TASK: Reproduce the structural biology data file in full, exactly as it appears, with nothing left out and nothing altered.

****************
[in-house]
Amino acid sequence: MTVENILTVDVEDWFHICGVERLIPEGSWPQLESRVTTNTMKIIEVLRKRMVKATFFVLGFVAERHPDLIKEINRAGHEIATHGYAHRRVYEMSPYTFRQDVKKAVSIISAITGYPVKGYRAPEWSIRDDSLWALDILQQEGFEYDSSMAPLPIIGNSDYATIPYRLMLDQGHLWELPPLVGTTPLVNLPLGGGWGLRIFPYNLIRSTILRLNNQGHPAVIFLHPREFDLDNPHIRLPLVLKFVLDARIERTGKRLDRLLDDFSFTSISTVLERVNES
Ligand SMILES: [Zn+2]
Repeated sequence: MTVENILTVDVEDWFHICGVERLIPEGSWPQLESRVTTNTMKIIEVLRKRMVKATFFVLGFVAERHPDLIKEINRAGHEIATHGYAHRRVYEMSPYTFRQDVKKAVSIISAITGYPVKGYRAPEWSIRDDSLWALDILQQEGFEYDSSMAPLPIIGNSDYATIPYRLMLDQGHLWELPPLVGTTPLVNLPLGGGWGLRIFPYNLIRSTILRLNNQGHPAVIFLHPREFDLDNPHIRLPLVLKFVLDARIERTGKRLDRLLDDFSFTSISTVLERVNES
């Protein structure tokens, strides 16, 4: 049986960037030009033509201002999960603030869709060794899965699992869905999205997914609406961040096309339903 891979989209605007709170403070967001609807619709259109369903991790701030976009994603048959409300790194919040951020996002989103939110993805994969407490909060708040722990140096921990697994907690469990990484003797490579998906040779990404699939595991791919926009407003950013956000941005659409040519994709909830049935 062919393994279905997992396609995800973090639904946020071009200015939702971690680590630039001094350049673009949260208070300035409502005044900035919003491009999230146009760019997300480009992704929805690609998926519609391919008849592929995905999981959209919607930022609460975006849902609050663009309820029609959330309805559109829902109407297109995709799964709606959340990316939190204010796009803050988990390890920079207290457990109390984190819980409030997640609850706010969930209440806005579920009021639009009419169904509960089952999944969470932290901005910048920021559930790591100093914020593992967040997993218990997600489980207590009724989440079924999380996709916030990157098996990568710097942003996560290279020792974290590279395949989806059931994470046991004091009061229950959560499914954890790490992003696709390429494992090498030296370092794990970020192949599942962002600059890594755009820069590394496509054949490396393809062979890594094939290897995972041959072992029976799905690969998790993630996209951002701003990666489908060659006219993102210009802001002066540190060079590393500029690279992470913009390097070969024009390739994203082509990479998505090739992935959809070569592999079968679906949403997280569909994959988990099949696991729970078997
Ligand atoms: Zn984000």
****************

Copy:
[in-house]
Amino acid sequence: MTVENILTVDVEDWFHICGVERLIPEGSWPQLESRVTTNTMKIIEVLRKRMVKATFFVLGFVAERHPDLIKEINRAGHEIATHGYAHRRVYEMSPYTFRQDVKKAVSIISAITGYPVKGYRAPEWSIRDDSLWALDILQQEGFEYDSSMAPLPIIGNSDYATIPYRLMLDQGHLWELPPLVGTTPLVNLPLGGGWGLRIFPYNLIRSTILRLNNQGHPAVIFLHPREFDLDNPHIRLPLVLKFVLDARIERTGKRLDRLLDDFSFTSISTVLERVNES
Ligand SMILES: [Zn+2]
Repeated sequence: MTVENILTVDVEDWFHICGVERLIPEGSWPQLESRVTTNTMKIIEVLRKRMVKATFFVLGFVAERHPDLIKEINRAGHEIATHGYAHRRVYEMSPYTFRQDVKKAVSIISAITGYPVKGYRAPEWSIRDDSLWALDILQQEGFEYDSSMAPLPIIGNSDYATIPYRLMLDQGHLWELPPLVGTTPLVNLPLGGGWGLRIFPYNLIRSTILRLNNQGHPAVIFLHPREFDLDNPHIRLPLVLKFVLDARIERTGKRLDRLLDDFSFTSISTVLERVNES
């Protein structure tokens, strides 16, 4: 049986960037030009033509201002999960603030869709060794899965699992869905999205997914609406961040096309339903 891979989209605007709170403070967001609807619709259109369903991790701030976009994603048959409300790194919040951020996002989103939110993805994969407490909060708040722990140096921990697994907690469990990484003797490579998906040779990404699939595991791919926009407003950013956000941005659409040519994709909830049935 062919393994279905997992396609995800973090639904946020071009200015939702971690680590630039001094350049673009949260208070300035409502005044900035919003491009999230146009760019997300480009992704929805690609998926519609391919008849592929995905999981959209919607930022609460975006849902609050663009309820029609959330309805559109829902109407297109995709799964709606959340990316939190204010796009803050988990390890920079207290457990109390984190819980409030997640609850706010969930209440806005579920009021639009009419169904509960089952999944969470932290901005910048920021559930790591100093914020593992967040997993218990997600489980207590009724989440079924999380996709916030990157098996990568710097942003996560290279020792974290590279395949989806059931994470046991004091009061229950959560499914954890790490992003696709390429494992090498030296370092794990970020192949599942962002600059890594755009820069590394496509054949490396393809062979890594094939290897995972041959072992029976799905690969998790993630996209951002701003990666489908060659006219993102210009802001002066540190060079590393500029690279992470913009390097070969024009390739994203082509990479998505090739992935959809070569592999079968679906949403997280569909994959988990099949696991729970078997
Ligand atoms: Zn984000």